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And that one talent which is death to hide,
Lodg’d with me useless, though my soul more bent To serve therewith my Maker, and present
My true account, lest he returning chide;
I fondly ask : But Patience, to prevent
Either man's work, or his own gifts; who best
Bear his mild yoke, they serve him best: his state Is kingly; thousands at his bidding speed,
And post o'er land and ocean without rest :
XX. TO MR. LAWRENCE.*
LAWRENCE, of virtuous father virtuous son,
Now that the fields are dank, and ways are mire, Where shall we sometimes meet, and by the fire
Help waste a sullen day, what may be won
On smoother, till Favonius re-inspire
10 man's work, or his own gifts] Free will, or grace. Warburton. 13 post] P. L. iv. 171,
• With a vengeance sent,
From Media post to Egypt.' Warton. Lawrence published a work called Of our Communion and Warre with Angels,' &c. 1646, 4to. Todd. See British Bibliographer, vol. i. p. 352.
What neat repast shall feast us, light and choice,
Of Attic taste, with wine, whence we may rise
To hear the lute well touch’d, or artful voice Warble immortal notes and Tuscan air ?
He who of those delights can judge, and spare To interpose them oft, is not unwise.
XXI. TO CYRIAC SKINNER.
Cyriac, whose grandsire on the royal bench
Of British Themis, with no mean applause Pronounc'd and in his volumes taught our laws,
Which others at their bar so often wrench; To day deep thoughts resolve with me to drench
In mirth, that after no repenting draws;
Let Euclid rest and Archimedes pause, And what the Swede intends, and what the French. To measure life learn thou betimes, and know
Toward solid good what leads the nearest way; 10
For other things mild Heav'n a time ordains, And disapproves that care, though wise in show,
That with superfluous burden loads the day, And, when God sends a cheerful hour, refrains.
7 Euclid] See Censura Literaria, vi. p. 144.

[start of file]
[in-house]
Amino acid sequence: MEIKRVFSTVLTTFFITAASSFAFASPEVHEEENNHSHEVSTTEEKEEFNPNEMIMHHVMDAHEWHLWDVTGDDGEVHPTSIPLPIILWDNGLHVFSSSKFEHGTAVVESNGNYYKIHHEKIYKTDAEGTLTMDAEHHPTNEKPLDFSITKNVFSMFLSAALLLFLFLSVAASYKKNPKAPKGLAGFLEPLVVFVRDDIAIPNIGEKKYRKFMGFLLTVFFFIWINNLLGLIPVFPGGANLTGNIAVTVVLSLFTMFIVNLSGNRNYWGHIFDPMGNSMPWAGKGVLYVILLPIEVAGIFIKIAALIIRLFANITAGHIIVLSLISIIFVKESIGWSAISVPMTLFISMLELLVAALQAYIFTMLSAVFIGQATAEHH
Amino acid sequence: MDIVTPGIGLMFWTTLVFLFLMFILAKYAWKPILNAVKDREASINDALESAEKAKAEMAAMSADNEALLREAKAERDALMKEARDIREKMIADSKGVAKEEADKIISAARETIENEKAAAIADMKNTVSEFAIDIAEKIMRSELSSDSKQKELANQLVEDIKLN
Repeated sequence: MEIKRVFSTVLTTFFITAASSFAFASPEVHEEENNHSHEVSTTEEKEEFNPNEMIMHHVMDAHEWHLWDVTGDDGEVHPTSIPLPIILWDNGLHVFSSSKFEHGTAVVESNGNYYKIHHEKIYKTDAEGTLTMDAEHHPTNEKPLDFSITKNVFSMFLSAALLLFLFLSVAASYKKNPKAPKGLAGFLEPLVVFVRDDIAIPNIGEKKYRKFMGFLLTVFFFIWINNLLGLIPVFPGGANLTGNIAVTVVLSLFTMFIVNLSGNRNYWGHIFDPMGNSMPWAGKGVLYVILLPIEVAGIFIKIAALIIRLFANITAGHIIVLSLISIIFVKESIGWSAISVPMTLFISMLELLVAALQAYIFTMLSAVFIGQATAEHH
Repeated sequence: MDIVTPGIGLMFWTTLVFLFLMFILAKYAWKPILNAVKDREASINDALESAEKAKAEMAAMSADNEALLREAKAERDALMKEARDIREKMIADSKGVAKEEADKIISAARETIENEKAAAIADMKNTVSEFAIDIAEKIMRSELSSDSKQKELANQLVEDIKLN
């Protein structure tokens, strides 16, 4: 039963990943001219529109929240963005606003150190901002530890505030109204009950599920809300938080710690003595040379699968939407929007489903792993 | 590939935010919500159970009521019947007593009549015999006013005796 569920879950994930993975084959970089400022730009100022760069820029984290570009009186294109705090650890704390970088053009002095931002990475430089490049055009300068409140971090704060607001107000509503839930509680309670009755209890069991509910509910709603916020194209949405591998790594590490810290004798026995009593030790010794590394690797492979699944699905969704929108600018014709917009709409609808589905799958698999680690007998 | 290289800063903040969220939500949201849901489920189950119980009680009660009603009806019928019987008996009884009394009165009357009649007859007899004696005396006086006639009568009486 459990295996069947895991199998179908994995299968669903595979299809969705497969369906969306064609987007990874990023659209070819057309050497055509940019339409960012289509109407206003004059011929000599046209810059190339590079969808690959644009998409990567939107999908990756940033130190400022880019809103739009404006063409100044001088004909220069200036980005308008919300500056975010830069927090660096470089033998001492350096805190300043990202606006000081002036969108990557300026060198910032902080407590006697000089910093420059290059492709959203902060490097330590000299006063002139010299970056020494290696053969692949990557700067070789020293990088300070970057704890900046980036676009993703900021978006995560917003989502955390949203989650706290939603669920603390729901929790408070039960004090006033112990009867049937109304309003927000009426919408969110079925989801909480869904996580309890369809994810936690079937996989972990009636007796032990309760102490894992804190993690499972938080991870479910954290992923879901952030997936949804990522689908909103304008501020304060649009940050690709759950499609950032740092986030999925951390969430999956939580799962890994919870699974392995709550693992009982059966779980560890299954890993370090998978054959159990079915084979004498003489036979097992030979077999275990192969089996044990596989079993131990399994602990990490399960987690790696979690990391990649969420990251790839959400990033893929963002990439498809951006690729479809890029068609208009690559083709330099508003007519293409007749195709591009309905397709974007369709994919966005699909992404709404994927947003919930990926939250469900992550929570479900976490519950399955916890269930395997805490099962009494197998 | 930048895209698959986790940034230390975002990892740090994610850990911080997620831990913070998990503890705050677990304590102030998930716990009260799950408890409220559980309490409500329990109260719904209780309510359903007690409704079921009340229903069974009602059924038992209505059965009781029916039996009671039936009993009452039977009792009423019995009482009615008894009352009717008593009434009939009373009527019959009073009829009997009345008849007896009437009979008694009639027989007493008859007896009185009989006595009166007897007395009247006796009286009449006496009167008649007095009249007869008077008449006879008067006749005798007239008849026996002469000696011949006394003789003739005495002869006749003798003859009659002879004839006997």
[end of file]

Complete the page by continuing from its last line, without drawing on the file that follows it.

8 And what the Swede intends) So the MS. The first ed. • And what the Swede intend,' which in others is altered to, · And what the Swedes intend.' Newton.
11 mild Heav'n] So Son. xix. 'bear his mild yoke.' Par. Reg. ii. 125, “these mild seats. Sil. Italicus, iv. 795, “ Mite et cognatum est homini deus. And Hen. More's Poems, p. 196.
XXI. TO THE SAME.
Cyriac, this three years day these eyes, tho' clear
To outward view, of blemish or of spot,
Nor to their idle orbs doth sight appear
Yet I argue not
Of heart or hope ; but still bear up and steer Right onward. What supports me, dost thou ask?
The conscience, Friend, t' have lost them overplied
In liberty's defence, my noble task, Of which all Europe rings from side to side. This thought might lead me through the world's
vain mask Content though blind, had I no better guide.
3 Berest, &c.] In the printed copies,
• Bereft of sight their seeing have forgot,
Or sun or moon.' Newton.
12 rings] So the printed copies before Newton's edition, in which "talks' is substituted from the MS. instead of rings.' The Sonnet thus concluded before Newton's ed.
• Whereof all Europe rings from side to side.
XXII. ON HIS DECEASED WIFE.
Methought I saw my late espoused saint
Brought to me, like Alcestis, from the grave, Whom Jove's great son to her glad husband gave,
Rescued from death by force, tho' pale and faint. Mine, as whom wash'd from spot of child-bed taint
Purification in the old Law did save,
Full sight of her in Heav'n without restraint,
Her face was veild, yet to my fancied sight
Love, sweetness, goodness, in her person shin'd So clear, as in no face with more delight.
But O, as to embrace me she inclin’d,
* The original various readings to the sonnets from the Cambridge MS.
may be seen in Mr. Todd's edition of Milton's Poet. Works, (1809,) vol. vi. p. 500—3. VOL. II.
PSALM I. DONE INTO VERSE, 1653.
Bless's is the man who hath not walk'd astray
all. Not so the wicked, but as chaff which fann'd The wind drives, so the wicked shall not stand In judgment, or abide their trial then, Nor sinners in th' assembly of just men. For the Lord knows th’ upright way of the just, 15 And the way of bad men to ruin must.
PSALM II. DONE Aug. 8, 1653. TERZETTE.
Why do the Gentiles tumult, and the nations
Muse a vain thing, the kings of th’ earth upstand
With pow'r, and princes in their congregations Lay deep their plots together through each land